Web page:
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Gone With the Wind

RUNAWAY SLAVES: Rebels on the Plantation, 1790-1860;\o7 By John Hope Franklin and Loren Schweninger; (Oxford University Press: 456 pp., $35)\f7

July 04, 1999|IRA BERLIN | Ira Berlin is the author of "Many Thousands Gone: The First Two Centuries of Slavery in North America."

The current collapse of affirmative action and the resegregation of American society has led the American people back to first causes: the nearly three centuries of slavery that shaped American race relations. The result has been an outpouring of films ("Glory," "Amistad," "Shadrach" and "Beloved"), TV miniseries (PBS's four-part "Africa in America"), public monuments (at least half a dozen including the National Park Service's memorial to nearly 200,000 black Civil War soldiers), museum exhibits by the dozens and an avalanche of books. According to one count, some 60 books about slavery have been published during the last year. Not since the Civil War abolished slavery and the civil rights movement transformed the status of black people in the United States has there been such extraordinary engagement with slavery. Amid this renascence, the history of slavery is being rewritten.

Standing at the fore of this reinterpretation is the matter of the slaves' opposition to their captivity. Resistance cuts to the heart of the meaning of slavery, for it speaks both to the depth of the slaves' determination not to be reduced to a mere extension of the slave owners' will and to the lengths to which slaveholders--who celebrated their own freedom--went to deny that most valued prize to their slaves.

And if resistance stands at the heart of any appreciation of slavery, flight from slavery represents the most telling form of resistance, particularly in the United States, where the fugitive slave became emblematic of the slaves' desire for freedom. Few American slaves engaged in open insurrection, an activity that was all but suicidal in a society in which slaves were vastly outnumbered and outgunned. But almost all slaves partook in the routine insubordination--malingering, tool breaking, theft, for example--that could not overturn the system of slavery but provided slaves a measure of satisfaction and sometimes material comfort.

Flight stood somewhere between these two poles. Like open rebellion, it required careful planning and a conscious decision to break with the slave order, as well as a sober recognition that failure would entail severe consequences. Like day-to-day resistance, flight could also be a means to secure a respite from the world that was marked by humiliation, deprivation and exploitation and perhaps even a chance to escape bondage entirely.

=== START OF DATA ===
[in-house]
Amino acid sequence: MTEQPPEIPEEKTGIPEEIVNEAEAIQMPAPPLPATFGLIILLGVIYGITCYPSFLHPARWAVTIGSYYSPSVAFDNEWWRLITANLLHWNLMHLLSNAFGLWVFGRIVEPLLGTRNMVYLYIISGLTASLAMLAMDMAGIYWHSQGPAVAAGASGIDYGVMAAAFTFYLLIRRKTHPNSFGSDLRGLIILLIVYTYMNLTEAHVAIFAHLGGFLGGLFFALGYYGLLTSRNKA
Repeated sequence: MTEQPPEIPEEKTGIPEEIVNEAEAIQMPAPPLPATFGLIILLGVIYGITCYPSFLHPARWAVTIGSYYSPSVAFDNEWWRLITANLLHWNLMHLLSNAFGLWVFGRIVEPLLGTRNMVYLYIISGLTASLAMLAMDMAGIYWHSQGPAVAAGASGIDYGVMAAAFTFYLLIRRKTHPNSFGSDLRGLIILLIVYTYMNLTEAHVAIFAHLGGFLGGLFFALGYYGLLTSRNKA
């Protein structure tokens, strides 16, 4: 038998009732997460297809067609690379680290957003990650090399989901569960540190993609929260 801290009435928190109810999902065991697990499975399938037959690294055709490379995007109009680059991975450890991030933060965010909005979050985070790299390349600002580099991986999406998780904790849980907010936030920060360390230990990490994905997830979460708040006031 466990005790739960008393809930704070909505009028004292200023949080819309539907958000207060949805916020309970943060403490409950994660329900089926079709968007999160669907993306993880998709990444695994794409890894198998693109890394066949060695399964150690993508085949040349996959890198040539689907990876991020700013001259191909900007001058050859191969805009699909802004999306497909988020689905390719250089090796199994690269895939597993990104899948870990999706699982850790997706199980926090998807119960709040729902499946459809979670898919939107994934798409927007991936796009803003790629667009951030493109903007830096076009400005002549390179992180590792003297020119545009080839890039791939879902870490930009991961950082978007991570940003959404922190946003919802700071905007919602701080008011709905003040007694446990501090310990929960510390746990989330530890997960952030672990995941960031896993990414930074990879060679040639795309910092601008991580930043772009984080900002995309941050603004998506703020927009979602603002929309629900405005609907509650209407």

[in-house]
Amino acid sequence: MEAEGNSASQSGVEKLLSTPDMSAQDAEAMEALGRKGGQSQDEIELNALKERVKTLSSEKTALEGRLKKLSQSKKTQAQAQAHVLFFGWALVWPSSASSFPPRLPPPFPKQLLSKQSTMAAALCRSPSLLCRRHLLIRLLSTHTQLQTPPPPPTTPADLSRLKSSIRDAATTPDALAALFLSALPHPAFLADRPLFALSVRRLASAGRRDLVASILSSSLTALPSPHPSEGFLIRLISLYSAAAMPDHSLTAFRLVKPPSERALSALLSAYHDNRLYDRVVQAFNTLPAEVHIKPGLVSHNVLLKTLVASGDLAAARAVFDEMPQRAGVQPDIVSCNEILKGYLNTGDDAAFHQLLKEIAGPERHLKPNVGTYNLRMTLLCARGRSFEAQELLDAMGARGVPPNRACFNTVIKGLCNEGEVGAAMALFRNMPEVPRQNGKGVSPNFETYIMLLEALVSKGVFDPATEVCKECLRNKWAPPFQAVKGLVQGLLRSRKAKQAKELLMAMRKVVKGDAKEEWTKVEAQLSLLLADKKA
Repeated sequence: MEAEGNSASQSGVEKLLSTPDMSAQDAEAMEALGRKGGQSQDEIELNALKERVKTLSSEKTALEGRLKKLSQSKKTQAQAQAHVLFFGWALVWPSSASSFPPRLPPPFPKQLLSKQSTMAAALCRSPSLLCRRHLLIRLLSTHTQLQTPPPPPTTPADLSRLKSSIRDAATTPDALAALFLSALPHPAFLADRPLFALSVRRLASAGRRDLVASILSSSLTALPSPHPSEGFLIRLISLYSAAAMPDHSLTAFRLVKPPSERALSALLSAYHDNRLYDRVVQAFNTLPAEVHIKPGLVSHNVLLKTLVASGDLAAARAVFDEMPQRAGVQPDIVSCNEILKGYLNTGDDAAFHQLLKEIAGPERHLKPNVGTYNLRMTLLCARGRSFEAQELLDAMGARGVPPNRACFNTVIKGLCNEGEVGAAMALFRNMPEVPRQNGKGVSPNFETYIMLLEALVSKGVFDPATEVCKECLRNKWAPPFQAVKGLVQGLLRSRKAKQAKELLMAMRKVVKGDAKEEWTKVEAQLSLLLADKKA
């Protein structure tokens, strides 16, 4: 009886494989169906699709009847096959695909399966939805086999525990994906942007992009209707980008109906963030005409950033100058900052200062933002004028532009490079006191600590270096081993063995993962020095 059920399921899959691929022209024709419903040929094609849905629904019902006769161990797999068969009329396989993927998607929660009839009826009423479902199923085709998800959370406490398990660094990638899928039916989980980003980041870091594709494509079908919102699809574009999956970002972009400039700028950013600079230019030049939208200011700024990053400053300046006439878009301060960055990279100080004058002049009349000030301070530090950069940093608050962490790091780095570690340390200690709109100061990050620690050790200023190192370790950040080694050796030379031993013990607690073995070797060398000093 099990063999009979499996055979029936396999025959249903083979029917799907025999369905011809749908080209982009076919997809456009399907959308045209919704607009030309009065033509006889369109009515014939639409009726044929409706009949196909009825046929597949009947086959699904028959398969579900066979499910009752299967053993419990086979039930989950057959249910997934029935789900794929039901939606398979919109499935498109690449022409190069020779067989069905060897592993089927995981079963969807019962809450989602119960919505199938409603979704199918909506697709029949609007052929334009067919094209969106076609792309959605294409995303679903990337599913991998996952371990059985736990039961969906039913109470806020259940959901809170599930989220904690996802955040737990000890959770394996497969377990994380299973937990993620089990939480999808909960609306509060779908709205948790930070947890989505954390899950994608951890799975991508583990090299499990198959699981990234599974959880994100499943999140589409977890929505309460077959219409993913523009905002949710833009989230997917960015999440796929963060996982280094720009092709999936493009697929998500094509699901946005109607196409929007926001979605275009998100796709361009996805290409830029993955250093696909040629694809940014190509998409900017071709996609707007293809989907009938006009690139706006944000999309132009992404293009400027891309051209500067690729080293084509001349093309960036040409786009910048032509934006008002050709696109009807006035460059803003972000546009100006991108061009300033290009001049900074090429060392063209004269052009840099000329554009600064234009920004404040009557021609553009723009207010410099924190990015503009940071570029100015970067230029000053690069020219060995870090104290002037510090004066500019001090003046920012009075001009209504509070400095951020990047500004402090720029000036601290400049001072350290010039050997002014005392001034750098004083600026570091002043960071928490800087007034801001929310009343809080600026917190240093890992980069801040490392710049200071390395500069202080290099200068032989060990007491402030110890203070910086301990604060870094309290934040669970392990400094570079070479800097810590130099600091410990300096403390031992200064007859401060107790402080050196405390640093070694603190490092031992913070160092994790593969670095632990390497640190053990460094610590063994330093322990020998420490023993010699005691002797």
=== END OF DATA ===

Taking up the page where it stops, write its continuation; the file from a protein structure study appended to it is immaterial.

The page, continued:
Precisely because of its significance, flight has been subject to numerous historical inquiries. But no one has yet explored the fugitives' world and its meaning for the slave experience more deeply and with greater sophistication than John Hope Franklin, professor emeritus at Duke University and long the doyen of African American history, and Loren Schweninger, professor of history at the University of North Carolina, Charlotte, and the editor of a massive collection of petitions relating to slavery. Their "Runaway Slaves" greatly enhances our understanding of the system of slavery as it developed in the American South during the 19th century and the slaves' determination to resist the plantation regime.

Franklin and Schweninger confirm the fugitives' ubiquity. On the eve of the Civil War, some 50,000 slaves--according to a most conservative calculation--fled their owners annually. This astounding number, amounting to more than one-tenth of the slave population over the course of a decade, meant that few slaveholders did not experience the loss of some--doubtless more than one--of their slaves at one time or another, and that nearly every slave knew or knew of a fugitive, even if he or she did not try to escape.

Such numbers take on even greater weight when it is understood that young men comprised the vast majority of runaways, that proportionally few women took flight and that Africans fled in groups, while African Americans fled on their own. But Franklin and Schweninger do not dwell upon these statistics, although such an inquiry would tell much about the slave family and relations between men and women within the antebellum black community, subjects that have lately attracted renewed interest. Instead, they address the meaning of slave flight by inspecting hundreds, perhaps thousands, of cases gleaned from a careful reading of runaway advertisements and judicial and legislative records. Their close analysis reveals that flight was not a single phenomenon but many, because runaway slaves had different motives, strategies, tactics and goals. Indeed, as Franklin and Schweninger note, to classify fugitives "does injustice to the complexities of the human experience."

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